After our visit to Mpophomeni, we had the afternoon to get a few administrative things done and to lounge around the house. Many of the brothers were going to be leaving us the next day, as they began their journey to Johannesburg in the mini bus. Some would be continuing on to Br Ndabaningi’s ordination in Malawi, while others split apart from the group to attend conferences around the continent. We knew this day would be coming where we would have to say goodbye, but certainly were dreading it. After dinner, we went outside with Br Clement to take a few photos….which morphed into a mini photoshoot! It seemed a little excessive at the time, but now I appreciate being able to look back and remember those silly moments.
Once we retreated back inside where it was warmer, we ran into Brother Dominic and ended up talking for hours. We discussed how he was the first one to bring us around the neighborhood, and how much we had learned in the few short weeks we had been there. Finally, we talked about how different life at the priory was than we had expected. Amanda and I had talked about it before, but only between ourselves, and we really enjoyed hearing from Brother Dominic about his perspective as a student brother. I cannot make an accurate comparison to the Dominican House of Studies in Washington DC because my only visit there was very brief, but Emephethelweni Priory seems much more relaxed and comfortable to me. (By this time I am extremely biased, though!) I’ll definitely miss having the opportunity for these fruitful late night conversations with the Brothers.
See you later!
The next morning we were able to sleep in a little, as we had no plans to leave until 11am with Fr Pheko. The kitchen was abuzz when I went down for breakfast – Brothers running here and there in preparation for their trip, and the others just watching. I grabbed some cereal and joined in the spectating! Their plan was to leave by 1pm…and I’m pretty sure only 2 of the 6 had packed their bags. With no plans, I joined Brother Dominic on a walk to retrieve something from a friend in the neighborhood, and others on a trip to Checkers for last minute travel items and airtime purchases. As it drew closer to the time when Amanda and I were to leave with Fr Pheko, we started going around the house to take the last photos and say our goodbyes. The brothers would leave while we were gone for the day, and would not be returning to Pietermaritzburg until after we had flown back to Johannesburg for our safari excursion.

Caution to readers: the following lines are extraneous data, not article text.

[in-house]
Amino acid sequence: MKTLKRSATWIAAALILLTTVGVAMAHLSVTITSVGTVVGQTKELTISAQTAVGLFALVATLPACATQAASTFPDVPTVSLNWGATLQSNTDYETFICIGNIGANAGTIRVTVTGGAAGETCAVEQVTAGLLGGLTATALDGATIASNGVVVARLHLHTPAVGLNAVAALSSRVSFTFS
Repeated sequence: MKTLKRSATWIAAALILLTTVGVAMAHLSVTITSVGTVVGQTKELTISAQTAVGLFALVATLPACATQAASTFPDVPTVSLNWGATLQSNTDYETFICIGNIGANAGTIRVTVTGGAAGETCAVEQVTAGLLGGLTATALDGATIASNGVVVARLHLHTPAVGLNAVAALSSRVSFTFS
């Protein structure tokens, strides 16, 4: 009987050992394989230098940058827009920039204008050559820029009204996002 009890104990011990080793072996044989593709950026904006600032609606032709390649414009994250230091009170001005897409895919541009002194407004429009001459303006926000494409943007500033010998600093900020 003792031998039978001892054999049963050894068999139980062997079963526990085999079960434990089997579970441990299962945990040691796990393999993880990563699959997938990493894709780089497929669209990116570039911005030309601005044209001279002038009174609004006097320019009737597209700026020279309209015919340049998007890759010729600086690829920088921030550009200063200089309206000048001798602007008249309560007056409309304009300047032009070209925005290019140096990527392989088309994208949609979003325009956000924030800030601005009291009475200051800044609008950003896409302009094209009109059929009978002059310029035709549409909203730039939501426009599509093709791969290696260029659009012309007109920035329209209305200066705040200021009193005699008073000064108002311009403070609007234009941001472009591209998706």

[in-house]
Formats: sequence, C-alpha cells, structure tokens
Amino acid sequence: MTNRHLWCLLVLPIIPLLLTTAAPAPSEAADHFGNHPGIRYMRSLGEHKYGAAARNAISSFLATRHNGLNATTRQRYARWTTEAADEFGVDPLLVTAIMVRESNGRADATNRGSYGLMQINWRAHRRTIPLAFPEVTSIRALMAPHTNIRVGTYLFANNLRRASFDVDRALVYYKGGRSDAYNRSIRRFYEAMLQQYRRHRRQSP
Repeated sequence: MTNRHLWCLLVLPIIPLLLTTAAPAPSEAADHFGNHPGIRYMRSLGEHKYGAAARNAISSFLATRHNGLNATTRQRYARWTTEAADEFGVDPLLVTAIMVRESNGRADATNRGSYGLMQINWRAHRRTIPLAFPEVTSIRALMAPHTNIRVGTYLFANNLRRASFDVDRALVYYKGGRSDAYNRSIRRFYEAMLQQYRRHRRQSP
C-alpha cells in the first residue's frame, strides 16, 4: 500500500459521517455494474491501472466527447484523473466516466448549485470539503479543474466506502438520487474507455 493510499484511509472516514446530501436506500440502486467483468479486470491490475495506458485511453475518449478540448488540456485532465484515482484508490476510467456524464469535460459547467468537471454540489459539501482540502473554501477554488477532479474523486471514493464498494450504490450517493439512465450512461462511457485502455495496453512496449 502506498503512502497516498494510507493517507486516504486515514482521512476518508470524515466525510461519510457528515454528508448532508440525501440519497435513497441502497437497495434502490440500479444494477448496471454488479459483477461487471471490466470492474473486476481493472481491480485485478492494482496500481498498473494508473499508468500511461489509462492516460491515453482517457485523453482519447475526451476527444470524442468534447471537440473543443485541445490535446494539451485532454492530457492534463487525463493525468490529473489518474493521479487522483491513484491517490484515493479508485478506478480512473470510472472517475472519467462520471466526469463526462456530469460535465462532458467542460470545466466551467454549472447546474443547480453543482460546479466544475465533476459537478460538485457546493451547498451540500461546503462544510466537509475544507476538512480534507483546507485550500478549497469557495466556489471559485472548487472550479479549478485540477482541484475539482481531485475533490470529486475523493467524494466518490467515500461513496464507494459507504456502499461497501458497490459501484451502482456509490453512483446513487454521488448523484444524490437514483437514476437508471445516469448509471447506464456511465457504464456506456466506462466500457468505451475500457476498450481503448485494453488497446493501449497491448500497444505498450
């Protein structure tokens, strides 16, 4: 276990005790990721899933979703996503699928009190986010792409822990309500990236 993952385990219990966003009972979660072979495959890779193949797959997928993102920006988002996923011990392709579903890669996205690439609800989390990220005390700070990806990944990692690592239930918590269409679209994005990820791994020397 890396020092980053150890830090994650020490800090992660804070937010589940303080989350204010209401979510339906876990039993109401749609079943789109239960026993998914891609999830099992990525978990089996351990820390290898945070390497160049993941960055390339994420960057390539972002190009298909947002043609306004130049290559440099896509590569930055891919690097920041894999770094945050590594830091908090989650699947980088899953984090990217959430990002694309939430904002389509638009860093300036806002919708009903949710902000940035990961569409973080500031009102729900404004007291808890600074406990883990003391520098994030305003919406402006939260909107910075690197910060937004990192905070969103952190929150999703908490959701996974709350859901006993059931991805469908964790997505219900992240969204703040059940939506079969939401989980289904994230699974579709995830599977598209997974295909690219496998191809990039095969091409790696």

Our outing that day was to visit the Dominican Sisters of Montebello, about an hour’s drive from Pietermaritzburg. Father Pheko spent a few years living and working in their community, and invited us along on his visit to see the incredible work that they do. In addition to being the home of a large community of sisters, novitiates and the inquiring, the sisters’ work is spread between many different ministries. Upon our arrival, we met two Junior Sisters who work in the crèche, teaching children between the ages of 5 and 8. After a quick tour of the main buildings from Father Pheko, we settled around the table for a meal made specially for our visit! Unlike his usual custom of simply showing up unannounced with visitors, Father Pheko had called ahead to make sure our visit would be timed well. During the meal, we met many more sisters, and watched with fun at Father Pheko reuniting with his old friends. Once dishes were put away, we continued further into the community, past the primary and secondary schools, towards the long-term care facility kept by the sisters.
Sister Antonia (in between Amanda and I) accompanied us further on the tour of Montebello. She explained the history of the long-term care facility, and tried to prepare us for what we would be walking into. Not too long ago, the facility was fully operational and at maximum capacity, serving both the physically and mentally challenged whose families could not afford care at private hospitals. Many of the children were orphaned or abandoned at birth because of their conditions, and taken into the loving care of the sisters. Recently, the facility lost all support from the government, and therefore all of its funding that it required to provide adequate healthcare. Many patients were taken back by their families, or relocated to different care facilities. But many more found themselves abandoned by their families. What could the sisters do? Now they fund the facility through donations and gifts from their own families, and continue to care for those who have no one else to.
We started in the children’s ward – a long room with a row of metal cribs spaced about 3 feet apart along each wall. Most beds were empty, but probably twenty children still remain. As we walked into the room, we found many big eyes following our movements. Our waves hello were met with different responses – most inaudible. Sister Antonia greeted each child that was awake, and paused to tell us a little about them. As we walked up and down the cribs, we were immediately drawn to one corner, where little Xolani shrieked with glee at our arrival. As he pulled himself to his feet, Sister Antonia explained that his parents could not be found, but he was the most smiley and happy little boy she had ever met. He entertained us for probably ten minutes with his smile and a game of peek-a-boo, and followed us with his eyes when we moved on to greet the other children. Now as I research his name online, I find that “Xolani” means peace in Zulu, apropos for a little boy who brought us joy and smiles on such an emotional day.